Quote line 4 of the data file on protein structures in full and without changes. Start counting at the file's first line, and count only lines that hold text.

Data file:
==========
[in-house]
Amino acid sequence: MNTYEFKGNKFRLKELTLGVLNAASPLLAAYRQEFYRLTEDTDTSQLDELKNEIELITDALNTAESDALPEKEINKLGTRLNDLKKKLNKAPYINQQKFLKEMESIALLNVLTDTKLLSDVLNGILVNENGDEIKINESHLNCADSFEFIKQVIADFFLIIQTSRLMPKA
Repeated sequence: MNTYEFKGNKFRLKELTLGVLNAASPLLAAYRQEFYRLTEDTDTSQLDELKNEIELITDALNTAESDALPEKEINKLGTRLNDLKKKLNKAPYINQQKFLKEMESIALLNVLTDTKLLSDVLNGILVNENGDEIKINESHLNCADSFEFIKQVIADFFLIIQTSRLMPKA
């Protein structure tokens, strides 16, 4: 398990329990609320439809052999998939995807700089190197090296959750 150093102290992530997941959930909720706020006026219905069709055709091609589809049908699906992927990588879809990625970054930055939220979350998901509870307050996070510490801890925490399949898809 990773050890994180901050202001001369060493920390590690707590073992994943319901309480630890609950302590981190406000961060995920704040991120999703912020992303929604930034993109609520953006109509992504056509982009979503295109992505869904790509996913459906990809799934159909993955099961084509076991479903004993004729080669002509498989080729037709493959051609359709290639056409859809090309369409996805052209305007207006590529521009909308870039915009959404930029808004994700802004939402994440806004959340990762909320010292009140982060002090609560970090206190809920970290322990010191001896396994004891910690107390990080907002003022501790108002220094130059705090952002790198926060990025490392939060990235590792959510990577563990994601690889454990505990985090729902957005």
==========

């Protein structure tokens, strides 16, 4: 398990329990609320439809052999998939995807700089190197090296959750 150093102290992530997941959930909720706020006026219905069709055709091609589809049908699906992927990588879809990625970054930055939220979350998901509870307050996070510490801890925490399949898809 990773050890994180901050202001001369060493920390590690707590073992994943319901309480630890609950302590981190406000961060995920704040991120999703912020992303929604930034993109609520953006109509992504056509982009979503295109992505869904790509996913459906990809799934159909993955099961084509076991479903004993004729080669002509498989080729037709493959051609359709290639056409859809090309369409996805052209305007207006590529521009909308870039915009959404930029808004994700802004939402994440806004959340990762909320010292009140982060002090609560970090206190809920970290322990010191001896396994004891910690107390990080907002003022501790108002220094130059705090952002790198926060990025490392939060990235590792959510990577563990994601690889454990505990985090729902957005």